TENDAI EVANS MANGWIRO
“Going home empty-handed was not an option”
I am a chef de partie at MoVida Next Door in Melbourne.
My first passion was IT. I’ve always loved doing it, starting with high school. It was really interesting, especially in Zimbabwe where I am from, because it is a developing country and it’s a relatively new thing there.
After I finished my A-levels , I did a graduate diploma in IT at National Institute of Technology. NIT is an Indian college, but they have a subsidiary in Zimbabwe. Originally I wanted to be a systems engineer, but I ended up doing network engineering at NIT, because in order to do systems you had to have really high grades, which I lacked unfortunately!
When I finished my graduate diploma, I applied to come to Australia to do my degree. Firstly, because the university here had better resources, more advanced technology and equipment than you could get at home.
Also, I thought studying in Australia would allow me to work here afterwards and get experience in a more advanced country than Zimbabwe. However, I always planned to return home and use that advantage to start my own IT business.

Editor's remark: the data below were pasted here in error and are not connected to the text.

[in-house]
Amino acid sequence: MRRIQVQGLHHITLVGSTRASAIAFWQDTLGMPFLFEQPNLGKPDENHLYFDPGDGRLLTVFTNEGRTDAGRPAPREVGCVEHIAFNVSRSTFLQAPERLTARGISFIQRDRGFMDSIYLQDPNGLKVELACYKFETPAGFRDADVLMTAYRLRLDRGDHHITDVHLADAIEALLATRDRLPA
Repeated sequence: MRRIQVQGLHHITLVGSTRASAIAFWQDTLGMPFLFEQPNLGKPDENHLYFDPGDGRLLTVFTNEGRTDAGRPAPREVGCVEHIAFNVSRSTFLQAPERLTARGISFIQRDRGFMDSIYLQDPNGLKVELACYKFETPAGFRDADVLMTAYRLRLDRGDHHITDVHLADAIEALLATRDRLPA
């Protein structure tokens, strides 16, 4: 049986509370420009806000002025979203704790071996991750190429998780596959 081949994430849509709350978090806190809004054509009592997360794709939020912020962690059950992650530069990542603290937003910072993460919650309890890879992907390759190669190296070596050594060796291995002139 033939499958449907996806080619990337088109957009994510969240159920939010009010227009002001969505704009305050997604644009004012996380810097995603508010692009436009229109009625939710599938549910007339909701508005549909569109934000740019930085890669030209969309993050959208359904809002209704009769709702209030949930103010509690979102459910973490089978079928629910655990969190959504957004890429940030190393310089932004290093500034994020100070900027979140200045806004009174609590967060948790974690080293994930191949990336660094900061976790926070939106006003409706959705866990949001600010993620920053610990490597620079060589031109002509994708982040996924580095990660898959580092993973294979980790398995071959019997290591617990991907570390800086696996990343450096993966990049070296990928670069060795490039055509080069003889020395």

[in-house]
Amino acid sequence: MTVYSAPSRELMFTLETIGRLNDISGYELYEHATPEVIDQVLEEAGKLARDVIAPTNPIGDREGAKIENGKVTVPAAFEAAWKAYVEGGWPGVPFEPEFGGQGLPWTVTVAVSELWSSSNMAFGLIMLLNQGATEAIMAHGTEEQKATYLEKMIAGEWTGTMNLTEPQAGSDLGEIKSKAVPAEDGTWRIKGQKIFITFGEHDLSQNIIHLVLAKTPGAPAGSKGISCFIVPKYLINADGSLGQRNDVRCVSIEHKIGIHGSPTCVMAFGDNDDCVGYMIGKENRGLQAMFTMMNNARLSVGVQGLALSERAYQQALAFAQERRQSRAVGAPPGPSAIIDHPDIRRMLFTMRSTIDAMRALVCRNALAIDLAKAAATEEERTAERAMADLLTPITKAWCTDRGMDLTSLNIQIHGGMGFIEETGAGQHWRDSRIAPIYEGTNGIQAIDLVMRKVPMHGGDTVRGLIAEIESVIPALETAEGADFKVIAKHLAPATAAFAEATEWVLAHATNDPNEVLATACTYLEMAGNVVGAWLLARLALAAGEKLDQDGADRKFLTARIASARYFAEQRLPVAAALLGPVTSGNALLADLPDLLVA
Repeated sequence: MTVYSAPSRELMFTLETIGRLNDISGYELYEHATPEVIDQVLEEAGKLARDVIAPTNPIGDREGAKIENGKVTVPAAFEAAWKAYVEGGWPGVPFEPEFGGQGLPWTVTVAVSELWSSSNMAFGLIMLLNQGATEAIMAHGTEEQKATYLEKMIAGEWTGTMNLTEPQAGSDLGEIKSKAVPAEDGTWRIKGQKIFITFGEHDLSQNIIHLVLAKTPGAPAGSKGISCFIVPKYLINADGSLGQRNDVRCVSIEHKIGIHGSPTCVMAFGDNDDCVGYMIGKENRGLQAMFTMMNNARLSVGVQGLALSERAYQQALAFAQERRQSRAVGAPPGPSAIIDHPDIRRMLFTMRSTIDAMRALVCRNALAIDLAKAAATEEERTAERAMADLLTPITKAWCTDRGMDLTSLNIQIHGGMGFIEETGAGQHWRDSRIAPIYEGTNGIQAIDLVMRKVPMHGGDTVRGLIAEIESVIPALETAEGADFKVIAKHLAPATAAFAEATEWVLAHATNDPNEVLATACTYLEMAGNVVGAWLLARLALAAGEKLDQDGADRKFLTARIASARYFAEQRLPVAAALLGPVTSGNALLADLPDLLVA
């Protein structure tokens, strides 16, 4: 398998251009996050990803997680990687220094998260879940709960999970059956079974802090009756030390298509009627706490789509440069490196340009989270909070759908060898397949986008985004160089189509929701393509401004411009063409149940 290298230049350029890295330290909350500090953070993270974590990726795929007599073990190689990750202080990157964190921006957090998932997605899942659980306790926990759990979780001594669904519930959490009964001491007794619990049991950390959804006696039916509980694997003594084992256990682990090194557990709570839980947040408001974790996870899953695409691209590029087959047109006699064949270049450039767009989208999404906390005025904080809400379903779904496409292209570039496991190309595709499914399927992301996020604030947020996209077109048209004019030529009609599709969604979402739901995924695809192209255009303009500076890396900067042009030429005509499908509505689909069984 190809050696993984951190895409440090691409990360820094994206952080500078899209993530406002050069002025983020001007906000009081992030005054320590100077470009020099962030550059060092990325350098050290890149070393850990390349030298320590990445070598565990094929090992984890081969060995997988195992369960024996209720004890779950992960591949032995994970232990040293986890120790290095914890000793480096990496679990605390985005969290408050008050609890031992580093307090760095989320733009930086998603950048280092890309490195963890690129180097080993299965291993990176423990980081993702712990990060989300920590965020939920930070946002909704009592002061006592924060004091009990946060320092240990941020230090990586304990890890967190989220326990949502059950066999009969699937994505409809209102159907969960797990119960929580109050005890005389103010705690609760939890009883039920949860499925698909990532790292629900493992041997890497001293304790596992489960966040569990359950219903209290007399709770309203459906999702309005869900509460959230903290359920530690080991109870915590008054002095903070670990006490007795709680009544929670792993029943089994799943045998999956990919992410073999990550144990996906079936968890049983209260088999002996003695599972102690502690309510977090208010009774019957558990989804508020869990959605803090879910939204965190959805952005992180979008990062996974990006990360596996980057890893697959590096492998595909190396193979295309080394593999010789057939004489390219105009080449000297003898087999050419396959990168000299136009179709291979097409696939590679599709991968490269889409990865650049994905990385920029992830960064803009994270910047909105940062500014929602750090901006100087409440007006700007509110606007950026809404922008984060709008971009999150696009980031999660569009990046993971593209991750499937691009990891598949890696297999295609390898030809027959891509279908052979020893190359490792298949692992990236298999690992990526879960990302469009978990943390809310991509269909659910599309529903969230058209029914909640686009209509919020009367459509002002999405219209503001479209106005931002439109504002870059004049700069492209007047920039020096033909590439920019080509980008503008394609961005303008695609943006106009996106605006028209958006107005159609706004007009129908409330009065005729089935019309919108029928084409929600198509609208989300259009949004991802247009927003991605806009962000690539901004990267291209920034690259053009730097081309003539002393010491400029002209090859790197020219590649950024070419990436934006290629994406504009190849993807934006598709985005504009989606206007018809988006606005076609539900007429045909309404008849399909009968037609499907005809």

My degree took three years. I loved it at first. After you finish uni, you are so confident that you can get any job you want.
But when I finished, I realized how difficult the job market here is to get into. I spent nine months looking, sending resumes. I didn’t get a single interview.
As a foreigner on a student visa, it was hard, as it only allows you to work 20 hours a week, while most companies need full time workers. My student visa was running out and I managed to get a graduate visa, but by that stage I was despairing of getting IT work. In order to stay in Australia, I had to look at other options.
Going back to Zimbabwe with nothing but a degree wasn’t an option. I couldn’t face going home without the workexperience I came to Australia for. I might as well have stayed home and did a degree there!
The whole time I was studying, I was working part time as a kitchen hand at MoVida. At first I thought about looking for other work, and even gave them a resignation letter. Then my friend, who also worked there, advised that I speak with Frank Camorra, the owner at MoVida, and explain my situation truthfully to him. I didn’t have anything to lose, so I did that.